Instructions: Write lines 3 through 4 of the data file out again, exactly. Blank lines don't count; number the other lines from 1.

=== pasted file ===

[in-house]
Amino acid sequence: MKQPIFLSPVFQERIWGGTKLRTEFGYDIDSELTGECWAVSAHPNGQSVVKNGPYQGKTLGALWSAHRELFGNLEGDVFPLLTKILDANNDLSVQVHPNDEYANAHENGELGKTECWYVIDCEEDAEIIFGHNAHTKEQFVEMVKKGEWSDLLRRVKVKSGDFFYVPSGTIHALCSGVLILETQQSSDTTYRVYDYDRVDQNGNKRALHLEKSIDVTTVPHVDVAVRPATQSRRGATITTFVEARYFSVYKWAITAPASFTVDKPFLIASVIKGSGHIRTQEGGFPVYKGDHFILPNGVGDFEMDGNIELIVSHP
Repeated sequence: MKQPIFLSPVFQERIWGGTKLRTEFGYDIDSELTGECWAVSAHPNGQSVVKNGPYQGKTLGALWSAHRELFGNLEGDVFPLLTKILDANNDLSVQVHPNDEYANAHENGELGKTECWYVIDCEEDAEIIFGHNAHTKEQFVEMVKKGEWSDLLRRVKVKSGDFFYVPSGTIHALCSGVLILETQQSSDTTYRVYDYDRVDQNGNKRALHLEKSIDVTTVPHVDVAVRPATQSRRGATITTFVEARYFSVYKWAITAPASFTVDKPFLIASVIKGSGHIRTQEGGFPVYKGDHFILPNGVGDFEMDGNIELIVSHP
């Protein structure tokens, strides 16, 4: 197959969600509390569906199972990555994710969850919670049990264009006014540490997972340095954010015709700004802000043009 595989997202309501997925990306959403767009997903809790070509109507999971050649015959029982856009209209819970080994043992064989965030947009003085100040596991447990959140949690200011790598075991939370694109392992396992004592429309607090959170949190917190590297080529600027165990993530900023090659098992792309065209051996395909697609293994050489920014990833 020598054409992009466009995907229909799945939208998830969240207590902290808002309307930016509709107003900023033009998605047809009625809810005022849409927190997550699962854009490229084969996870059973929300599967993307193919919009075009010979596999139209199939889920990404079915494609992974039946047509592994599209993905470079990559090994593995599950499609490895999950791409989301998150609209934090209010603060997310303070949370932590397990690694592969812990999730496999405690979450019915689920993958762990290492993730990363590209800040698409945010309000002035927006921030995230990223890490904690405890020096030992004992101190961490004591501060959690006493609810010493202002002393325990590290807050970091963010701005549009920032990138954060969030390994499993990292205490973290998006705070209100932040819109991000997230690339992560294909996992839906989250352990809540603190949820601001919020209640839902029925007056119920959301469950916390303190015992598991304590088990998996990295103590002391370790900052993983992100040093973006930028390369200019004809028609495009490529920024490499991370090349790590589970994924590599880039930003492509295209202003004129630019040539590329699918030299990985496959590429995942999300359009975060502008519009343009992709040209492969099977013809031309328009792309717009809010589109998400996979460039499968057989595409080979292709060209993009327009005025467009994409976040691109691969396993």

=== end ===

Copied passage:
Repeated sequence: MKQPIFLSPVFQERIWGGTKLRTEFGYDIDSELTGECWAVSAHPNGQSVVKNGPYQGKTLGALWSAHRELFGNLEGDVFPLLTKILDANNDLSVQVHPNDEYANAHENGELGKTECWYVIDCEEDAEIIFGHNAHTKEQFVEMVKKGEWSDLLRRVKVKSGDFFYVPSGTIHALCSGVLILETQQSSDTTYRVYDYDRVDQNGNKRALHLEKSIDVTTVPHVDVAVRPATQSRRGATITTFVEARYFSVYKWAITAPASFTVDKPFLIASVIKGSGHIRTQEGGFPVYKGDHFILPNGVGDFEMDGNIELIVSHP
């Protein structure tokens, strides 16, 4: 197959969600509390569906199972990555994710969850919670049990264009006014540490997972340095954010015709700004802000043009 595989997202309501997925990306959403767009997903809790070509109507999971050649015959029982856009209209819970080994043992064989965030947009003085100040596991447990959140949690200011790598075991939370694109392992396992004592429309607090959170949190917190590297080529600027165990993530900023090659098992792309065209051996395909697609293994050489920014990833 020598054409992009466009995907229909799945939208998830969240207590902290808002309307930016509709107003900023033009998605047809009625809810005022849409927190997550699962854009490229084969996870059973929300599967993307193919919009075009010979596999139209199939889920990404079915494609992974039946047509592994599209993905470079990559090994593995599950499609490895999950791409989301998150609209934090209010603060997310303070949370932590397990690694592969812990999730496999405690979450019915689920993958762990290492993730990363590209800040698409945010309000002035927006921030995230990223890490904690405890020096030992004992101190961490004591501060959690006493609810010493202002002393325990590290807050970091963010701005549009920032990138954060969030390994499993990292205490973290998006705070209100932040819109991000997230690339992560294909996992839906989250352990809540603190949820601001919020209640839902029925007056119920959301469950916390303190015992598991304590088990998996990295103590002391370790900052993983992100040093973006930028390369200019004809028609495009490529920024490499991370090349790590589970994924590599880039930003492509295209202003004129630019040539590329699918030299990985496959590429995942999300359009975060502008519009343009992709040209492969099977013809031309328009792309717009809010589109998400996979460039499968057989595409080979292709060209993009327009005025467009994409976040691109691969396993």